“Let us pursue the things making for peace.”—ROM. 14:19.
1, 2. Why do Jehovah’s Witnesses enjoy peace among themselves?
TRUE peace is hard to find in today’s world. Even people belonging to the same national group and speaking the same language are often divided religiously, politically, and socially. By contrast, Jehovah’s people are united despite the fact that they have come out of “all nations and tribes and peoples and tongues.”—Rev. 7:9.
2 The peaceful condition that generally exists among us is no accident. It has come about primarily because we “enjoy peace with God” through our faith in his Son, whose shed blood covers our sins. (Rom. 5:1; Eph. 1:7) Moreover, the true God gives holy spirit to his loyal servants, and the fruitage of that spirit includes peace. (Gal. 5:22) Another reason for our peaceful unity is that we are “no part of the world.” (John 15:19) Rather than taking sides in political issues, we remain neutral. Having ‘beaten our swords into plowshares,’ we do not get involved in civil or international wars.—Isa. 2:4.
3. What does the peace we can enjoy make possible, and what will be discussed in this article?
3 The peace we can enjoy with one another goes deeper than merely refraining from doing harm to our brothers. Although the congregation of Jehovah’s Witnesses that we belong to may be made up of individuals from many different ethnic groups and cultures, we “love one another.” (John 15:17) Our peace allows us to “work what is good toward all, but especially toward those related to us in the faith.” (Gal. 6:10) Our peaceful spiritual paradise is something to be treasured and safeguarded. Let us, therefore, examine how we may pursue peace within the congregation.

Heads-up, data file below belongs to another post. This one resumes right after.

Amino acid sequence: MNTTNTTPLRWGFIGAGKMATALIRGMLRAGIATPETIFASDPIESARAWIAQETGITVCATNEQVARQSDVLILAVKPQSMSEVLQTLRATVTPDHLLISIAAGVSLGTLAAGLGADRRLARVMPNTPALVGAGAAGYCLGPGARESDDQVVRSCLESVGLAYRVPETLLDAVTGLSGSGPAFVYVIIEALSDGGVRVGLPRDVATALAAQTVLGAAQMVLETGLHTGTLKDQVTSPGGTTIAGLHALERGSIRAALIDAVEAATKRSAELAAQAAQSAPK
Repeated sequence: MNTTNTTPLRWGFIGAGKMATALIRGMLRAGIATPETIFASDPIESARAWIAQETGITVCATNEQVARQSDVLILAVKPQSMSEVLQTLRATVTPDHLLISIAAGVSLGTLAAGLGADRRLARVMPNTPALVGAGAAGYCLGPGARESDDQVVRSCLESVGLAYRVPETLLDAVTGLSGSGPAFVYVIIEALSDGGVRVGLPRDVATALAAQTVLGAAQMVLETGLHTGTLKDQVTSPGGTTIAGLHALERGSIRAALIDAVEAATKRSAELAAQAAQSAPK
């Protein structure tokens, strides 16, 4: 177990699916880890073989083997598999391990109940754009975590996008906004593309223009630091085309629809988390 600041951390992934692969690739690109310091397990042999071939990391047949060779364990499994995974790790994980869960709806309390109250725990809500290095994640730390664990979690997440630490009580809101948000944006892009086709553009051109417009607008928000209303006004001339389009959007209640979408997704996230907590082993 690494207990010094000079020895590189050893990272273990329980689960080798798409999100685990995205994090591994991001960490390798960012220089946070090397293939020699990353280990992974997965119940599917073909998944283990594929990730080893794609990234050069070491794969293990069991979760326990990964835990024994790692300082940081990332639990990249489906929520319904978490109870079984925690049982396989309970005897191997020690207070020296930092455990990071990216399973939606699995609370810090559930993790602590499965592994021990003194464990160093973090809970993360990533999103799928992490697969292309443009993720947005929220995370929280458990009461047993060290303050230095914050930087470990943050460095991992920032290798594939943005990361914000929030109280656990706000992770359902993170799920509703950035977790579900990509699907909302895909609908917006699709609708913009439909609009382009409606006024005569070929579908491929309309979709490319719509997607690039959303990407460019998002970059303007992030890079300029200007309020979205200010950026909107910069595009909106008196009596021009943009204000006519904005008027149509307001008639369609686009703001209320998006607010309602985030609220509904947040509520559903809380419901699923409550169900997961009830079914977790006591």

When We Stumble
4. What can we do to pursue peace when we have offended someone?
4 “We all stumble many times,” wrote the disciple James. “If anyone does not stumble in word, this one is a perfect man.” (Jas. 3:2) Hence, differences and misunderstandings between fellow believers are bound to arise. (Phil. 4:2, 3) However, problems between individuals can be solved without disturbing the peace of the congregation. For example, consider the counsel we should apply if we realize that we may have offended someone.—Read Matthew 5:23, 24.
5. How may we pursue peace when we have been wronged?
5 What if we have been wronged in some small way? Should we expect the offender to come to us and apologize? “[Love] does not keep account of the injury,” states 1 Corinthians 13:5. When offended, we pursue peace by forgiving and forgetting, that is, by ‘not keeping account of the injury.’ (Read Colossians 3:13.) Minor transgressions in day-to-day life are best handled in this way, for this contributes to a peaceful relationship with fellow worshippers and gives us peace of mind. A wise proverb states: “It is beauty . . . to pass over transgression.”—Prov. 19:11.
6. What should we do if it is too difficult for us to overlook an offense committed against us?
6 What if we find that a certain offense is too difficult for us to overlook? Spreading the matter to as many ears as are willing to hear is certainly not the course of wisdom. Such gossip serves only to disrupt the peace of the congregation. What should be done to resolve the matter peacefully? Matthew 18:15 states: “If your brother commits a sin, go lay bare his fault between you and him alone. If he listens to you, you have gained your brother.” While Matthew 18:15-17 applies to sin of a serious nature, in the spirit of the principle stated in verse 15, we should kindly approach the offender privately and try to restore a peaceful relationship with him.*